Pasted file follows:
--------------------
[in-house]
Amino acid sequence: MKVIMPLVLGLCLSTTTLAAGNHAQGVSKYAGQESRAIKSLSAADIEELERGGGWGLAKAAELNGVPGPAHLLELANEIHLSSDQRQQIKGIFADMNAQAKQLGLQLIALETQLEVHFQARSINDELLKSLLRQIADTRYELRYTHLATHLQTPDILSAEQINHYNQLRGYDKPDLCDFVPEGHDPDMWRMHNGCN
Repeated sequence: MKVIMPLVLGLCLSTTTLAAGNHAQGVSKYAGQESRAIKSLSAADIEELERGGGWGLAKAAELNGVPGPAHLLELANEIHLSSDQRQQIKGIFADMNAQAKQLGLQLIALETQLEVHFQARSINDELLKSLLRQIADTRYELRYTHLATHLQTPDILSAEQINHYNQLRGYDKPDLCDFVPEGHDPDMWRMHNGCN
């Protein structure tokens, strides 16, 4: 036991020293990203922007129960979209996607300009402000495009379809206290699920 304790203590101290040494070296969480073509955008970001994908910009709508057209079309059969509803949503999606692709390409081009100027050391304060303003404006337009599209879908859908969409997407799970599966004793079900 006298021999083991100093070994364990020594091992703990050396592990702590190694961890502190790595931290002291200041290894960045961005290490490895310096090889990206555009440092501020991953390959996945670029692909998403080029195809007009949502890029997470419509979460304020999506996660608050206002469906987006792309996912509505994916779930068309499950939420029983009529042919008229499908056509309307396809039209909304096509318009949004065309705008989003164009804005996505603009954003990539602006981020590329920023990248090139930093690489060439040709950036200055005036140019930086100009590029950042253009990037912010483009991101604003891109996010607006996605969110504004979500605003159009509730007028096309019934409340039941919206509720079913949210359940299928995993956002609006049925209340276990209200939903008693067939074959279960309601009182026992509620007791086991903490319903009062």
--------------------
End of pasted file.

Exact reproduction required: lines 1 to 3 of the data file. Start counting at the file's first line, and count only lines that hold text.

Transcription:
[in-house]
Amino acid sequence: MKVIMPLVLGLCLSTTTLAAGNHAQGVSKYAGQESRAIKSLSAADIEELERGGGWGLAKAAELNGVPGPAHLLELANEIHLSSDQRQQIKGIFADMNAQAKQLGLQLIALETQLEVHFQARSINDELLKSLLRQIADTRYELRYTHLATHLQTPDILSAEQINHYNQLRGYDKPDLCDFVPEGHDPDMWRMHNGCN
Repeated sequence: MKVIMPLVLGLCLSTTTLAAGNHAQGVSKYAGQESRAIKSLSAADIEELERGGGWGLAKAAELNGVPGPAHLLELANEIHLSSDQRQQIKGIFADMNAQAKQLGLQLIALETQLEVHFQARSINDELLKSLLRQIADTRYELRYTHLATHLQTPDILSAEQINHYNQLRGYDKPDLCDFVPEGHDPDMWRMHNGCN